This Government are taking action to fix the asylum system so that it is firm and fair—firm where the system is being abused, but fair to those who need protection. And we have been clear: we will use every means at our disposal to make the use of small boats to cross the channel unviable.
Last week we laid changes to the immigration rules that are vital to curb irregular migration, which is often facilitated by ruthless criminal gangs. Channel crossings are not only highly dangerous but unnecessary, because France and other European countries are safe. Asylum should be claimed there. These changes will mean that individuals who could and should have claimed asylum previously in a safe country may not have their asylum claims determined in the UK where we are able to safely return them. The changes also enable us to consider the return of these individuals to any safe country besides the safe country where they could have claimed asylum. Individuals will also not be able to make asylum claims at sea.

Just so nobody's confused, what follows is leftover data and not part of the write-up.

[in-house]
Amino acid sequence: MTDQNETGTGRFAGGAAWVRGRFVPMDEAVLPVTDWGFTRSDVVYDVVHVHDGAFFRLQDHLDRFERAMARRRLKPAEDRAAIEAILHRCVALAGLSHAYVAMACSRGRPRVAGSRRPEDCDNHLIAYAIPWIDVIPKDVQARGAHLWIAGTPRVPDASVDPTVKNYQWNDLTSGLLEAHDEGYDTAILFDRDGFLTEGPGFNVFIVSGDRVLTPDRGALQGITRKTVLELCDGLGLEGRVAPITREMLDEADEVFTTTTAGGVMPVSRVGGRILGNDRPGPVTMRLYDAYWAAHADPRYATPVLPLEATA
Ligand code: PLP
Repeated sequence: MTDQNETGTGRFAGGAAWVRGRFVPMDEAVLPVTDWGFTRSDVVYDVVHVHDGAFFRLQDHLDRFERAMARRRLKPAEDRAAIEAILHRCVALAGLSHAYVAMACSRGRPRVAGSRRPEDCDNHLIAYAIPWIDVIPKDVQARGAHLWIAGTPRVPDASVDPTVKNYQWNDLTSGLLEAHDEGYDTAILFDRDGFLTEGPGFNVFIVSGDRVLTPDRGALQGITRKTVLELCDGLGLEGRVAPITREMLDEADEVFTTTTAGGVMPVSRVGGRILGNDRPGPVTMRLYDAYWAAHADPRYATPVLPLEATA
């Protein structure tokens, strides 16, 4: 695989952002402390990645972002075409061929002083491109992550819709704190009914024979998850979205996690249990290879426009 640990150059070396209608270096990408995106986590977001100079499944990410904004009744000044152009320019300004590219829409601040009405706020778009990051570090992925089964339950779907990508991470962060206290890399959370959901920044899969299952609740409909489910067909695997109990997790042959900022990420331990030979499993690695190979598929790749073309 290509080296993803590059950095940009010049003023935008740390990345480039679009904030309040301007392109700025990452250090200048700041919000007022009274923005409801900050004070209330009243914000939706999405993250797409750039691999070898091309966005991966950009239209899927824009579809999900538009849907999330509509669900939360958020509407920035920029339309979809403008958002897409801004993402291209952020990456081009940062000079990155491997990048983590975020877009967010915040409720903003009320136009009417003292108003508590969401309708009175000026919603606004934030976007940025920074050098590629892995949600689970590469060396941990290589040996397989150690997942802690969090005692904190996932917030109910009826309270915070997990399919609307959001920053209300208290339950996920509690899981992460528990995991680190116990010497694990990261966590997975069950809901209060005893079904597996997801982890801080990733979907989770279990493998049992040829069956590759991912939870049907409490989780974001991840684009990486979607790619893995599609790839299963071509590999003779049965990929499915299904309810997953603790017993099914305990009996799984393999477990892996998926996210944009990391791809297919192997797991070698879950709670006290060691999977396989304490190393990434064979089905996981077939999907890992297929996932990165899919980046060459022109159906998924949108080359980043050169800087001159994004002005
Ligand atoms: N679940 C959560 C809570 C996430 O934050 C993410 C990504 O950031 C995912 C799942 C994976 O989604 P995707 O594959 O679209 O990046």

At the end of the transition period, the UK is no longer bound by the Dublin regulation. These new measures will enable us, by agreement, to replace Dublin with more flexible returns arrangements. This will have a deterrent effect, by sending a clear message to anyone thinking of coming to the UK dangerously from a safe country that they should not risk their lives by doing so. This deterrent effect will also destroy the business model of the ruthless criminal gangs.
Such returns would, of course, reduce numbers in accommodation. I want to be clear that we are not turning our back on those who need our help after fleeing persecution, oppression or tyranny. We stand by our obligations under the 1951 refugee convention, the European convention on human rights and other relevant treaties. We will continue to welcome people to the UK through safe and legal routes, assisting the most vulnerable, providing accommodation and meeting essential living needs.